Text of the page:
Use this URL to cite or link to this record in EThOS:
Title: Trees in towns : factors affecting the distribution of trees in high density residential areas of Greater Manchester
Author: Hall, Justine Michelle
ISNI:       0000 0004 2692 5124
Awarding Body: University of Manchester
Current Institution: University of Manchester
Date of Award: 2010
Availability of Full Text:
Access from EThOS:
Access from Institution:
The distribution of trees across urban areas of the UK has been shown to be uneven, with lower density residential areas containing many more trees and much higher tree cover than areas of higher density housing. However, in Greater Manchester, tree number within high density housing areas also varies substantially. This thesis sought to explore the reasons for this variation in tree cover, whether tree cover should be increased and if so, how. The research investigated a potential cause for the variation in number of trees and tree cover within high density housing areas – housing type – for the study area of western Greater Manchester. Eleven different types of high density housing were categorised and all high density housing within the study area was classified as one of these types. Within these housing types, the amount of tree cover was determined, along with the proportions of other surface types. The land uses where the trees were growing were also determined. Finally, the potential increases in tree cover were also calculated for each housing type by a simulated planting technique. Maximum surface temperatures and rainfall runoff were calculated using computer models, for both existing and potential tree cover in each housing type. It was found that urban tree cover varies from 1.6% in pre 1919 terraced housing that opens directly onto the road to 14.8% in 1960s walkway-style housing. Tree cover could theoretically be increased by at least 5% in all housing types, reducing maximum surface temperatures by at least 1°C. In housing types with less than 4% existing tree cover, maximum surface temperatures could be reduced by up to 4.5°C. The views of residents were determined using a postal questionnaire about urban trees sent to residents of 4 different types of street environment. Residents of all street types surveyed were very positive about urban trees; their attitudes were not affected by whether there are trees in their street or not. The vast majority of respondents considered trees important to their quality of life, and that cost to the council should not prevent tree planting. The views and practices around urban trees and greening by practitioners were determined by running a workshop and their recommendations to increase tree cover are presented. These include changes in funding to include money for tree maintenance after planting, the importance of a full tree inventory and innovative ways to raise funding for trees. The effectiveness of a community greening scheme at increasing tree cover was compared with two regeneration schemes. The community tree planting scheme was found to deliver tree planting much closer to the potential than regeneration schemes.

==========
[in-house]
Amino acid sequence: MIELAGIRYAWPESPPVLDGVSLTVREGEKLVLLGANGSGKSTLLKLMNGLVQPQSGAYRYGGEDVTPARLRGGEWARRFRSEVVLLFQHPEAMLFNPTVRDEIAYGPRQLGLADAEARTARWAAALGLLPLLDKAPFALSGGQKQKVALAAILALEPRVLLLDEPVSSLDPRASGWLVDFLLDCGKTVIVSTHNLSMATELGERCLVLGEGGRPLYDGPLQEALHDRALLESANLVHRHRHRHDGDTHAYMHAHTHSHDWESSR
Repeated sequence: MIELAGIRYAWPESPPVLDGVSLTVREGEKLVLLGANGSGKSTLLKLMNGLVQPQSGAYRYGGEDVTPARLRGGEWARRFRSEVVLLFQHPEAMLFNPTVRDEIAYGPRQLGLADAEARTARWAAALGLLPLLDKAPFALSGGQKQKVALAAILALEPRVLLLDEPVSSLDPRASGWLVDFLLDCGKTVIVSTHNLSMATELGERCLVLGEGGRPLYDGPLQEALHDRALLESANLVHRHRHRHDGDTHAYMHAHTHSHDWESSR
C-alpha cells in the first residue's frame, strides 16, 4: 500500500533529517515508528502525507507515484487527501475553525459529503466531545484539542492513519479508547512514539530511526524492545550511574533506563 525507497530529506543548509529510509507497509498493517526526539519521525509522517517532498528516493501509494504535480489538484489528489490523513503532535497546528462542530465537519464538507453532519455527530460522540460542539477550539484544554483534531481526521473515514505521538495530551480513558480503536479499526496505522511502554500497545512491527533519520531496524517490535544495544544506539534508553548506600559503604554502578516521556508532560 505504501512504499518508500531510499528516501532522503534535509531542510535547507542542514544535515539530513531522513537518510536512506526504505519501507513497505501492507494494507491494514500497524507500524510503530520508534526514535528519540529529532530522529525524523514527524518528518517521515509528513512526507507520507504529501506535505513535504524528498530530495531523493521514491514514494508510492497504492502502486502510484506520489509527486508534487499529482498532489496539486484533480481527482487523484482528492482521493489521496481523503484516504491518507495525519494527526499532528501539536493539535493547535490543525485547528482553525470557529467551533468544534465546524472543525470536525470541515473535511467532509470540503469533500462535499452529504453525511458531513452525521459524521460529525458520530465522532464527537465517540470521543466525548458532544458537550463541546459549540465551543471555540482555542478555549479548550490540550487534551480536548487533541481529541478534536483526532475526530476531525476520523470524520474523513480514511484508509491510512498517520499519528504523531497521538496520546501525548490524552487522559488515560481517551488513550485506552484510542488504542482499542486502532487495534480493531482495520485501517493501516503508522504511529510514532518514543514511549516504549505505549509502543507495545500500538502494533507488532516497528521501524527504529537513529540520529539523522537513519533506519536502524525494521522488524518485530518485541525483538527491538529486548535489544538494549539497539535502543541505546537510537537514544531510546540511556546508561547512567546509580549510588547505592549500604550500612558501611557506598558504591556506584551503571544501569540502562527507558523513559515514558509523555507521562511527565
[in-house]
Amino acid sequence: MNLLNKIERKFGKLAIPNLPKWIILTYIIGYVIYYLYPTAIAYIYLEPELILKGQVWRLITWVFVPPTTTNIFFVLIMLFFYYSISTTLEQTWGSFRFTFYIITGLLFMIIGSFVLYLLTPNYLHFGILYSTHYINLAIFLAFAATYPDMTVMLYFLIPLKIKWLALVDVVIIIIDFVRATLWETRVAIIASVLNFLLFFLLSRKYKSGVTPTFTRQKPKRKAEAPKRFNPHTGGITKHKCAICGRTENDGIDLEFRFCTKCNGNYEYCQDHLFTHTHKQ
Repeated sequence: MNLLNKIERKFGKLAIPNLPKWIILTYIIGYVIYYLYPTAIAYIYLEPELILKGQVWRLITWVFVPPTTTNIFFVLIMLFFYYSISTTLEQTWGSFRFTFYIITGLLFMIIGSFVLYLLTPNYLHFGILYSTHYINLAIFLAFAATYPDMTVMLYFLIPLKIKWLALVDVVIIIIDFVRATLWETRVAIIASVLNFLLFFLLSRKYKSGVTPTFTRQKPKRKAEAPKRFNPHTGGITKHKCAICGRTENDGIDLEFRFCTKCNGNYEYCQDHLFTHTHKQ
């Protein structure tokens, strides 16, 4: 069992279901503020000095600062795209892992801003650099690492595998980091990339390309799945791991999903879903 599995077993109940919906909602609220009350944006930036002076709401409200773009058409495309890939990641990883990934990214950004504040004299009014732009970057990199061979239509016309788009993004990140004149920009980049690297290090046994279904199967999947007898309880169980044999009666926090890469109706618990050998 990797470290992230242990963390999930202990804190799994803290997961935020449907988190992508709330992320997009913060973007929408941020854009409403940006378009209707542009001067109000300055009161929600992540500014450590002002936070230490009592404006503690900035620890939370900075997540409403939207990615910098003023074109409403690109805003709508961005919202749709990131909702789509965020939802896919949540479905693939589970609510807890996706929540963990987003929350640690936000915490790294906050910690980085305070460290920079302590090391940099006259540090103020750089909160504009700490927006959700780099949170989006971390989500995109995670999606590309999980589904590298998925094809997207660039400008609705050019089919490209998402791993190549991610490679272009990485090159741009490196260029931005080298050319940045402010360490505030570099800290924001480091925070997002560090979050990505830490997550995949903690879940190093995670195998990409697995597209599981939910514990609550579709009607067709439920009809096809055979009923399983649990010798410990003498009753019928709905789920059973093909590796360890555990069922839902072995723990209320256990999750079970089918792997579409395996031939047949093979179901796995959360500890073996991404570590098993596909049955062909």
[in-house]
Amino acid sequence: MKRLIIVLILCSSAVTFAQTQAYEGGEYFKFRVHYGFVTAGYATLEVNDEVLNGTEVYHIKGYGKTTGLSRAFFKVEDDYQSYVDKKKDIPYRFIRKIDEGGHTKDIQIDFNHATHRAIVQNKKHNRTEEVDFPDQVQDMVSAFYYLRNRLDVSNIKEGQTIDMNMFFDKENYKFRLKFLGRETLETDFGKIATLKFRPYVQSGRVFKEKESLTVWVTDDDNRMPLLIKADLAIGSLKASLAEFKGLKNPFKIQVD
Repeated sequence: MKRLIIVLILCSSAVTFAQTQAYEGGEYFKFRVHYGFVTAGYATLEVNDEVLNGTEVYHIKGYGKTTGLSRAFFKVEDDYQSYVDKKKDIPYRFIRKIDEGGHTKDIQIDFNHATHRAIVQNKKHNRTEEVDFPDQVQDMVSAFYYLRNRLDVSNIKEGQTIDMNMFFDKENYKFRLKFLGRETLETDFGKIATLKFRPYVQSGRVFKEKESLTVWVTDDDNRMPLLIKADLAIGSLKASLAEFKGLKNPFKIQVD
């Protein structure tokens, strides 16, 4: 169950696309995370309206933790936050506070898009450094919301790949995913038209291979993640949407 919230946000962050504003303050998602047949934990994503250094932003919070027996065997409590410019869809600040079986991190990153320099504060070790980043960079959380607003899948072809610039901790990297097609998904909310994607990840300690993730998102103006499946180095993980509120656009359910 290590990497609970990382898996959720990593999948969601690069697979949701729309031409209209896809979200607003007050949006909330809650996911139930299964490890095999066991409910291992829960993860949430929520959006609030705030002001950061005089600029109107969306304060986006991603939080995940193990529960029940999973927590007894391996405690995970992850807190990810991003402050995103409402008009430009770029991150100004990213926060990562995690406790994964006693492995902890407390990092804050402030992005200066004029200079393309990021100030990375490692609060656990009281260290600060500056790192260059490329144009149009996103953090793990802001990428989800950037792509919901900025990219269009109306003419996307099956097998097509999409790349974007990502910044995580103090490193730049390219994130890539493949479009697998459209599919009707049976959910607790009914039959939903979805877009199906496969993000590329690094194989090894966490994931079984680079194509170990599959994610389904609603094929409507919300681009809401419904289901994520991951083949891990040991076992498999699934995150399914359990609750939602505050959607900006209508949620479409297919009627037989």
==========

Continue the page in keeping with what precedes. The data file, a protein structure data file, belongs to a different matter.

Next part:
Supervisor: Ennos, Anthony ; Handley, John Sponsor: University of Manchester Your Manchester Fund
Qualification Name: Thesis (Ph.D.) Qualification Level: Doctoral
EThOS ID:  DOI: Not available
Keywords: urban trees ; residential areas ; tree distribution ; trees in towns ; trees